But one month in France and the first whisper of a ten-foot long caterpillar and I keeled over. At first we thought it was a back strain - after all, I'd been unloading 40kg sacks of cement the previous day. But although that could explain the shooting pains in my back and legs, it didn't explain the hot and cold sweats.
Maybe I was suffering from sunstroke.
It had been hot the past few weeks. It may have been March but nobody had told the sun. And I'd been digging ditches, banging in fence posts, turning over gardens and hauling concrete - all in the full sun. And without a hat. Or any noticeable hair on the top of my head.
But then that wouldn't explain the lumps on my legs.
They looked more like bites.
Could I have pyroplasm?
It was with considerable relief that I discovered that humans couldn't catch the dreaded pyro. Thank God for that.
It had to be Lymes disease.
Doctors say that having a medical dictionary in the house is the worst thing a family can do. All that unfettered access to medical knowledge plus the fact that every symptom has at least a dozen fatal diseases attached to it.
Which is why we don't have one. Instead we have Black's Veterinary dictionary. A far more dangerous book.
Shelagh bought it when we started keeping sheep. And it's been invaluable. I classify myself as somewhere between a dog and a horse for veterinary purposes and this dog had all the symptoms of tick born paralysis.
That is until the next day when I miraculously recovered. Only to relapse the next. It was like living in the lobby of a germ hotel - every day something new swung through and something old checked out. Some days I could barely walk, other days the legs were fine but I couldn't stop shivering. Or sweating, or succumbing to lethargy or unable to eat. And then I'd feel fine again.
So I consulted another book. One on homeopathy. Now some people dismiss all alternative medicines as riddled with generalities, full of anecdotal cures and lacking specificity.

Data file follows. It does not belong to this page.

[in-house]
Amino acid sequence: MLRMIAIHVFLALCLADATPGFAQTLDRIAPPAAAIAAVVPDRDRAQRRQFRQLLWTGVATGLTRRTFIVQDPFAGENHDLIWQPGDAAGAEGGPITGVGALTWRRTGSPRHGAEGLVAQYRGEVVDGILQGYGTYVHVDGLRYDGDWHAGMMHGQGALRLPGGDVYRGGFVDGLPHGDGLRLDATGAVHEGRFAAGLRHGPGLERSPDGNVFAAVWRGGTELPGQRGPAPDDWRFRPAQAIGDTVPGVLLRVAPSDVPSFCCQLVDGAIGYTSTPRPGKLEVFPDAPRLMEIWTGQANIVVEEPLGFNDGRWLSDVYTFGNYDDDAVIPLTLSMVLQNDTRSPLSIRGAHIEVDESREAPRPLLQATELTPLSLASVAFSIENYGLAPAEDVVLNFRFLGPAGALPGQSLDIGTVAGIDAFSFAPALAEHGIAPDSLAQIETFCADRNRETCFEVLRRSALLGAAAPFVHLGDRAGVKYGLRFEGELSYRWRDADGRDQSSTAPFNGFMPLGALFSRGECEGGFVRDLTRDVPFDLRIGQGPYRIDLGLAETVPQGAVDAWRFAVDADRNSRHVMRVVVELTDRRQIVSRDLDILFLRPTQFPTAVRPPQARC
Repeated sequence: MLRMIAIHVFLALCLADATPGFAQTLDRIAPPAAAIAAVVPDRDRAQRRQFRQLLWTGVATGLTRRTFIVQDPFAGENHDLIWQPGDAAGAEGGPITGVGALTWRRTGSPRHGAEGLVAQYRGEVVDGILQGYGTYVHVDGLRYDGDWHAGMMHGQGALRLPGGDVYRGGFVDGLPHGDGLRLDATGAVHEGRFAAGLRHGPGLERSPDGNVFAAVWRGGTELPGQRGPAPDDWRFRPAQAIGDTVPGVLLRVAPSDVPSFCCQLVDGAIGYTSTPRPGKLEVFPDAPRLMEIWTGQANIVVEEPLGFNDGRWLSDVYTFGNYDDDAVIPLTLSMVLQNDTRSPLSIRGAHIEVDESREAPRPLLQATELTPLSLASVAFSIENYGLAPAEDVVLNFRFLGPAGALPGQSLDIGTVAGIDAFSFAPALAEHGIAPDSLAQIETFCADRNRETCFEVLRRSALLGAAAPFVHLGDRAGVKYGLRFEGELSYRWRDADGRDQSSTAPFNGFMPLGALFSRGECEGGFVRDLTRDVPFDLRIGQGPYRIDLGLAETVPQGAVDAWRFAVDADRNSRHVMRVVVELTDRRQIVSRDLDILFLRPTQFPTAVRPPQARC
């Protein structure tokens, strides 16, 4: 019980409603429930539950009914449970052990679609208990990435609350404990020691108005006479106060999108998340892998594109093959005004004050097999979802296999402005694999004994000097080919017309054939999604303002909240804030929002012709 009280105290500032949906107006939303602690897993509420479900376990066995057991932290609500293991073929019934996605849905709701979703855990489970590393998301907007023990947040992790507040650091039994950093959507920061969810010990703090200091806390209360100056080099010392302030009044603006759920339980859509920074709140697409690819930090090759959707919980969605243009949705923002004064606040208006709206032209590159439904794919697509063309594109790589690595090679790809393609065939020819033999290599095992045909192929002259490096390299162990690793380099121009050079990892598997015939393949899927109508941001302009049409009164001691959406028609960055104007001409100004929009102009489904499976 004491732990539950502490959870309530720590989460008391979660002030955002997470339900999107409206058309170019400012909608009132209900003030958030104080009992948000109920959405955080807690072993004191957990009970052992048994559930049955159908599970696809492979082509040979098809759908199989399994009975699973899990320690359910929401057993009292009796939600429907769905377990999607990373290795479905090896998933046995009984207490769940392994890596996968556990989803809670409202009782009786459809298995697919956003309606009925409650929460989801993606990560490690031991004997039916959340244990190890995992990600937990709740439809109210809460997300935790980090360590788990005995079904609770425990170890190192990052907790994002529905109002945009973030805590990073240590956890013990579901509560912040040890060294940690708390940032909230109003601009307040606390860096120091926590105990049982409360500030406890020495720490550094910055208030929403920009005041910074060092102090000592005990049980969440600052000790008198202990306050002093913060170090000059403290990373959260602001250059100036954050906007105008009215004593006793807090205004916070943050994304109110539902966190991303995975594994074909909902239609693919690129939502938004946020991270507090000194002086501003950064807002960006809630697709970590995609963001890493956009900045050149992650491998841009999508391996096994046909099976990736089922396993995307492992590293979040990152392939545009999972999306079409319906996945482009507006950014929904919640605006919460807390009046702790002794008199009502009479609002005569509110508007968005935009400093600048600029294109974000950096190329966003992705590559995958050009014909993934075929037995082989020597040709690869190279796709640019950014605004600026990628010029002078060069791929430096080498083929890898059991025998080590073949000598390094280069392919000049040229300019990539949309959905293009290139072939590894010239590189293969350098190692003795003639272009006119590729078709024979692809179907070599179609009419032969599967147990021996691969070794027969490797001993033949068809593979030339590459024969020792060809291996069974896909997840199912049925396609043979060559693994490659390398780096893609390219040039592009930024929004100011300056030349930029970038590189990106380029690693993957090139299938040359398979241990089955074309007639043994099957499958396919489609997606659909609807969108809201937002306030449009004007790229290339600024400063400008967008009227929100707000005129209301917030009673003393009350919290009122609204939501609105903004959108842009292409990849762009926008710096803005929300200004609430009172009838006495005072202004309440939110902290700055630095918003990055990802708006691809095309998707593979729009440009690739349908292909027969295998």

But this book was as specific as you could get.
And I quote: This should be used when symptoms worsen about 10 a.m. in hot rooms when exposed to the sun before a thunderstorm on receiving bad news.
Now if that's not specific...
Unfortunately they didn't have one for someone bitten by insects while carrying 40 kilo bags of cement in full sun after two in the afternoon.
So I gave up on books. Should I go to the doctor?
Not an option. The first thing he'd ask would be what are your symptoms and I'd produce three pages. Symptoms I had, symptoms I used to have and symptoms I probably would have before the consultation was over. He wouldn't understand a word and then offer me a choice of suppositories.
Another recurring fear.
We'd been warned by our Living In France bible about the French predilection for administering medicines anally. And, like Priorite a la Droite, it had installed within my subconscious a similar phobia - the fear of the unexpected suppository.
Always listen for the word comprime, they advised - it means tablet - anything else and it's hold on to those trousers.
My trousers were firmly grasped.
So, with books and the medical profession out of the question I had nowhere else to turn but ... The Old Ways. It's a measure of my desperation that as I lay in a darkened room contemplating life's rich tapestry and the big jagged tear that had appeared in mine that I felt compelled to raise myself up from the bed - a process that took nearly a minute - and ... grab a claw hammer.
It may sound desperate, but there was an upside down horseshoe nailed to the tree by our front gate. We'd noticed it the first day we arrived but, not being superstitious (in England, an upside down horseshoe is said to bring bad luck) we'd left it there. Not any more. I arose from my sick bed determined that that horseshoe had to be ripped off and repositioned.
Two days later all my symptoms vanished never to return.
Whether this was because of the horseshoe or the infection running out of symptoms to throw at me, the world will never know.